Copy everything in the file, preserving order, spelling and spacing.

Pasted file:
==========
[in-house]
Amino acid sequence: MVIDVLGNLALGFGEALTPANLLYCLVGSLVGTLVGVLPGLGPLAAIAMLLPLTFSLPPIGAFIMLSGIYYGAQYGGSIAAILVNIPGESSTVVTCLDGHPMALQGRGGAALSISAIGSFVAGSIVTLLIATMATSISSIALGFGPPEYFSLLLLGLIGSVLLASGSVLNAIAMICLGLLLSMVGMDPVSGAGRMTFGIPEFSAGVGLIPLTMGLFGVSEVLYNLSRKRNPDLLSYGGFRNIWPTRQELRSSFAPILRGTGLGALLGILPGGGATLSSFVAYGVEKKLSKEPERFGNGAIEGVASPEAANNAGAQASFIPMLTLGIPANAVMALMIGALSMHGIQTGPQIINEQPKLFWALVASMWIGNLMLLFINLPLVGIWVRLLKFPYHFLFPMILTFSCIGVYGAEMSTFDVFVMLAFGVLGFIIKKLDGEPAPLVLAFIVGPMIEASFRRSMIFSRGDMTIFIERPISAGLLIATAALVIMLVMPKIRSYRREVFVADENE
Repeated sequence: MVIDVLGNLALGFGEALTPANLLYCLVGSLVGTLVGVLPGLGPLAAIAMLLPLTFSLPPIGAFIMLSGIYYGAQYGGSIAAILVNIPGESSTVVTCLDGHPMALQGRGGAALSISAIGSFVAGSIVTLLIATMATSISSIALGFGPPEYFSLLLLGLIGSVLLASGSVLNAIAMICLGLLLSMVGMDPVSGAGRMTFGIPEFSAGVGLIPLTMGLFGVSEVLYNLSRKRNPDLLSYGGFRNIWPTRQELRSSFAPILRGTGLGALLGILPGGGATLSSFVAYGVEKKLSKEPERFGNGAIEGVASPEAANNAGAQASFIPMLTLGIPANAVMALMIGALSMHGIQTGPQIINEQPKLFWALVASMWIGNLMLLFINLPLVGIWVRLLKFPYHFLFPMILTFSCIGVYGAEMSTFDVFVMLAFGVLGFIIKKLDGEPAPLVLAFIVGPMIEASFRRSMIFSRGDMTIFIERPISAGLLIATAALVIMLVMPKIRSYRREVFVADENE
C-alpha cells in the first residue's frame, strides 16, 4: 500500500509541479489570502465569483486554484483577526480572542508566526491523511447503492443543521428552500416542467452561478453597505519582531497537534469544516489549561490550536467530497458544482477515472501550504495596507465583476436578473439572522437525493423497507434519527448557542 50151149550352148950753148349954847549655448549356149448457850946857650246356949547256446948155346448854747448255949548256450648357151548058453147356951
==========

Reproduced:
[in-house]
Amino acid sequence: MVIDVLGNLALGFGEALTPANLLYCLVGSLVGTLVGVLPGLGPLAAIAMLLPLTFSLPPIGAFIMLSGIYYGAQYGGSIAAILVNIPGESSTVVTCLDGHPMALQGRGGAALSISAIGSFVAGSIVTLLIATMATSISSIALGFGPPEYFSLLLLGLIGSVLLASGSVLNAIAMICLGLLLSMVGMDPVSGAGRMTFGIPEFSAGVGLIPLTMGLFGVSEVLYNLSRKRNPDLLSYGGFRNIWPTRQELRSSFAPILRGTGLGALLGILPGGGATLSSFVAYGVEKKLSKEPERFGNGAIEGVASPEAANNAGAQASFIPMLTLGIPANAVMALMIGALSMHGIQTGPQIINEQPKLFWALVASMWIGNLMLLFINLPLVGIWVRLLKFPYHFLFPMILTFSCIGVYGAEMSTFDVFVMLAFGVLGFIIKKLDGEPAPLVLAFIVGPMIEASFRRSMIFSRGDMTIFIERPISAGLLIATAALVIMLVMPKIRSYRREVFVADENE
Repeated sequence: MVIDVLGNLALGFGEALTPANLLYCLVGSLVGTLVGVLPGLGPLAAIAMLLPLTFSLPPIGAFIMLSGIYYGAQYGGSIAAILVNIPGESSTVVTCLDGHPMALQGRGGAALSISAIGSFVAGSIVTLLIATMATSISSIALGFGPPEYFSLLLLGLIGSVLLASGSVLNAIAMICLGLLLSMVGMDPVSGAGRMTFGIPEFSAGVGLIPLTMGLFGVSEVLYNLSRKRNPDLLSYGGFRNIWPTRQELRSSFAPILRGTGLGALLGILPGGGATLSSFVAYGVEKKLSKEPERFGNGAIEGVASPEAANNAGAQASFIPMLTLGIPANAVMALMIGALSMHGIQTGPQIINEQPKLFWALVASMWIGNLMLLFINLPLVGIWVRLLKFPYHFLFPMILTFSCIGVYGAEMSTFDVFVMLAFGVLGFIIKKLDGEPAPLVLAFIVGPMIEASFRRSMIFSRGDMTIFIERPISAGLLIATAALVIMLVMPKIRSYRREVFVADENE
C-alpha cells in the first residue's frame, strides 16, 4: 500500500509541479489570502465569483486554484483577526480572542508566526491523511447503492443543521428552500416542467452561478453597505519582531497537534469544516489549561490550536467530497458544482477515472501550504495596507465583476436578473439572522437525493423497507434519527448557542 50151149550352148950753148349954847549655448549356149448457850946857650246356949547256446948155346448854747448255949548256450648357151548058453147356951